- Dropping test database...
 ... Success!
 - Removing privileges on test database...
 ... Success!

Reloading the privilege tables will ensure that all changes made so far
will take effect immediately.

Reload privilege tables now? [Y/n] Y
 ... Success!

Cleaning up...

All done!  If you've completed all of the above steps, your MariaDB
installation should now be secure.

Thanks for using MariaDB!

Now we need to create a database and a user for librenms like below

mysql -u root -p

mysql> CREATE DATABASE librenms CHARACTER SET utf8 COLLATE utf8_unicode_ci;
mysql> CREATE USER 'librenms'@'localhost' IDENTIFIED BY 'password';
mysql> GRANT ALL PRIVILEGES ON librenms.* TO 'librenms'@'localhost';
mysql> exit

Configure PHP-FPM

For PHP-FPM to work with Nginx, we need to make changes to the config file

cp /etc/php-fpm.d/www.conf /etc/php-fpm.d/librenms.conf
vi /etc/php-fpm.d/librenms.conf

# Change "www" to "librenms"

# Change user and group to "librenms"
user = librenms
group = librenms

# Change listen to a unique name
listen = /run/php-fpm-librenms.sock
Configure PHP-FPM

Configure Nginx Web Server

LibreNMS is a web-based application and here we are using an Nginx web server to host it.
I will create a new virtual host file librenms.conf in the Nginx conf.d directory by running the following:

Also, see https://mytechnix.com/nginx-best-practices-on-initial-setup/ for more details.

vi /etc/nginx/conf.d/librenms.conf

server {
    listen      80;
    server_name librenms.example.com;
    root        /opt/librenms/html;
    index       index.php;

    charset utf-8;
    gzip on;
    gzip_types text/css application/javascript text/javascript application/x-javascript image/svg+xml text/plain text/xsd text/xsl text/xml image/x-icon;
    location / {
        try_files $uri $uri/ /index.php?$query_string;
    location ~ [^/]\.php(/|$) {
        fastcgi_pass unix:/run/php-fpm-librenms.sock;
        fastcgi_split_path_info ^(.+\.php)(/.+)$;
        include fastcgi.conf;
    location ~ /\.(?!well-known).* {
        deny all;
systemctl enable --now nginx
systemctl enable --now php-fpm

Allow fping

Create the file http_fping.tt with the following contents. You can create this file anywhere, as it is a throw-away file. The last step in this install procedure will install the module in the proper location.

vim /tmp/http_fping.tt

module http_fping 1.0;

require {
type httpd_t;
class capability net_raw;
class rawip_socket { getopt create setopt write read };

#============= httpd_t ==============
allow httpd_t self:capability net_raw;
allow httpd_t self:rawip_socket { getopt create setopt write read };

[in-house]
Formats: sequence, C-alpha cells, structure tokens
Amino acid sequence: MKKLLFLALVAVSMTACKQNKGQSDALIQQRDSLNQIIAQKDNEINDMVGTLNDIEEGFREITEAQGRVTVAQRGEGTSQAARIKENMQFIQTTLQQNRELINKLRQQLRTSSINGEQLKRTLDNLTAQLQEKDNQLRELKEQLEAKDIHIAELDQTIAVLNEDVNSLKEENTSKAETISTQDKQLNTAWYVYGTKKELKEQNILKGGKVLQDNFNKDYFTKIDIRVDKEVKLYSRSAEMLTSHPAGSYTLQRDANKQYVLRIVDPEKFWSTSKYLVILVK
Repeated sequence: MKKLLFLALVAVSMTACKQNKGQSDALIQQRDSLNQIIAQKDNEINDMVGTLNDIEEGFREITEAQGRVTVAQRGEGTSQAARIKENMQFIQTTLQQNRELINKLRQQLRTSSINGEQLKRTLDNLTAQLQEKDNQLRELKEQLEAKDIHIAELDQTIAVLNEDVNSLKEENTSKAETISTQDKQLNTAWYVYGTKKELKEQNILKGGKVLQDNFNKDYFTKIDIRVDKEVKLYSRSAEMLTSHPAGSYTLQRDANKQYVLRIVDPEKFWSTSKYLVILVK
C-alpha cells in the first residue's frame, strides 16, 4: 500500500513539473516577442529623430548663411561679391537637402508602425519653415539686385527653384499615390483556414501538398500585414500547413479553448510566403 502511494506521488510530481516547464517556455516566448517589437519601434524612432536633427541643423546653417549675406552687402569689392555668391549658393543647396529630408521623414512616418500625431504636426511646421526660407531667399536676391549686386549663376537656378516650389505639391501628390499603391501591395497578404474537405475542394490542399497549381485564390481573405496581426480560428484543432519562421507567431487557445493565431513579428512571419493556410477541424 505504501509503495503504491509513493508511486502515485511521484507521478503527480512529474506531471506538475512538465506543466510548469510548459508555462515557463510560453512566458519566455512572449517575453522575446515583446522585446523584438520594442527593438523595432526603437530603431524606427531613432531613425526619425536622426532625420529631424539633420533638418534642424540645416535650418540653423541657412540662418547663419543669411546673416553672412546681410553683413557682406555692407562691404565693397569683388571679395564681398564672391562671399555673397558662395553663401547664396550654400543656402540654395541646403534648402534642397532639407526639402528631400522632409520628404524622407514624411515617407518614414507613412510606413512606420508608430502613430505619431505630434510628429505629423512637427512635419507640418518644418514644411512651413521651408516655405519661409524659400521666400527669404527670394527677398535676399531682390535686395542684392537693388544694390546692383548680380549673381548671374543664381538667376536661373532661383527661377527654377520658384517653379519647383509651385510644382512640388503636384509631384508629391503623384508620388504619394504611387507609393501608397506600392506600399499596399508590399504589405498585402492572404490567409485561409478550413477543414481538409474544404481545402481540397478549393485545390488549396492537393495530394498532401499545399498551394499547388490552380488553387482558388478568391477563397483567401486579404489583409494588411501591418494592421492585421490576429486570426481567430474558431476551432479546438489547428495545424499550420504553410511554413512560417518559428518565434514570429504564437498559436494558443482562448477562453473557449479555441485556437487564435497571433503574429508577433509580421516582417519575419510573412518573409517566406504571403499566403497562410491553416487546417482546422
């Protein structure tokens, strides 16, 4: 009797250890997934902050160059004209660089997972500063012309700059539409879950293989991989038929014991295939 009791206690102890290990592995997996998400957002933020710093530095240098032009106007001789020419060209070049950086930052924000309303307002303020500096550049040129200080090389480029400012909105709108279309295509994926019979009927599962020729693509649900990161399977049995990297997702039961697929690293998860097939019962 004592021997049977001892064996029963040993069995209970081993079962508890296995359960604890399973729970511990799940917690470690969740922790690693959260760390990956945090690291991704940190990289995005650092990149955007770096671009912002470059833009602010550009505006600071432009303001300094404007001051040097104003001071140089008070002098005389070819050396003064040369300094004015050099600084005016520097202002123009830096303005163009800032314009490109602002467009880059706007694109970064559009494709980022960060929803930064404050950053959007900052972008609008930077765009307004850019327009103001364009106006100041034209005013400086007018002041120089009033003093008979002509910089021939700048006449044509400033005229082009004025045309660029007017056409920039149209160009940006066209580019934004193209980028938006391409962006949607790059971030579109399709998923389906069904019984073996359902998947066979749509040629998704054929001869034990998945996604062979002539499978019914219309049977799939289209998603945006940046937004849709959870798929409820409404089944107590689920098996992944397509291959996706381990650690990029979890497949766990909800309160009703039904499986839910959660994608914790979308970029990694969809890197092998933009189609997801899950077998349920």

#Then run these commands
cd /tmp
checkmodule -M -m -o http_fping.mod http_fping.tt
semodule_package -o http_fping.pp -m http_fping.mod
semodule -i http_fping.pp

Allow Access through Firewall (if required)

We can either disable the firewalld or else allow access through the firewalld by using the following commands.

firewall-cmd --zone public --add-service http
firewall-cmd --permanent --zone public --add-service http
firewall-cmd --zone public --add-service https
firewall-cmd --permanent --zone public --add-service https

Enable lnms command completion (optional)

This feature grants you the opportunity to use the tab for completion on lnms commands as you would for normal linux commands.

ln -s /opt/librenms/lnms /usr/local/bin/lnms
cp /opt/librenms/misc/lnms-completion.bash /etc/bash_completion.d/

Configure snmpd (optional)

Copy the sample config file to snmpd installed location (/etc/snmp/) and replace RANDOMSTRINGGOESHERE and to your own community string.

vi /etc/snmp/snmpd.conf


#Enable and restart the service
systemctl enable snmpd
systemctl restart snmpd

Add Cron job

cp /opt/librenms/librenms.nonroot.cron /etc/cron.d/librenms

Copy logrotate config

LibreNMS keeps logs in /opt/librenms/logs. Over time these can become large and be rotated out. To rotate out the old logs you can use the provided logrotate config file:

cp /opt/librenms/misc/librenms.logrotate /etc/logrotate.d/librenms

Step 3 – Start the Web Installer

Now go to the web browser and type the http://librenms.example.com/install URL and it will start the Web Installer. Then follow the screenshots mentioned below.

If all checks are passed, click the database icon.

Run Web Installer

Provide the Database name and credentials.

Add Database Credintials

Click Build Database to start the database installation.

Start Build Database

Create an admin account for login.

Create Admin Account

Once all the above steps are done, you will get the following screen.

Finsish Web Installation

Now you can log in to the LibreNMS and it will automatically navigate you to the configuration validation page.

Login to the LibreNMS

If any failures on the config validation page, do the fixes as they are given. In this case, I have fixed the following permission issue by following commands.

sudo chown -R librenms:librenms /opt/librenms
sudo setfacl -d -m g::rwx /opt/librenms/rrd /opt/librenms/logs /opt/librenms/bootstrap/cache/ /opt/librenms/storage/
sudo chmod -R ug=rwX /opt/librenms/rrd /opt/librenms/logs /opt/librenms/bootstrap/cache/ /opt/librenms/storage/
Validate the Config

Finally, you can add your SNMP-enabled devices in the Devices section.

Add New Device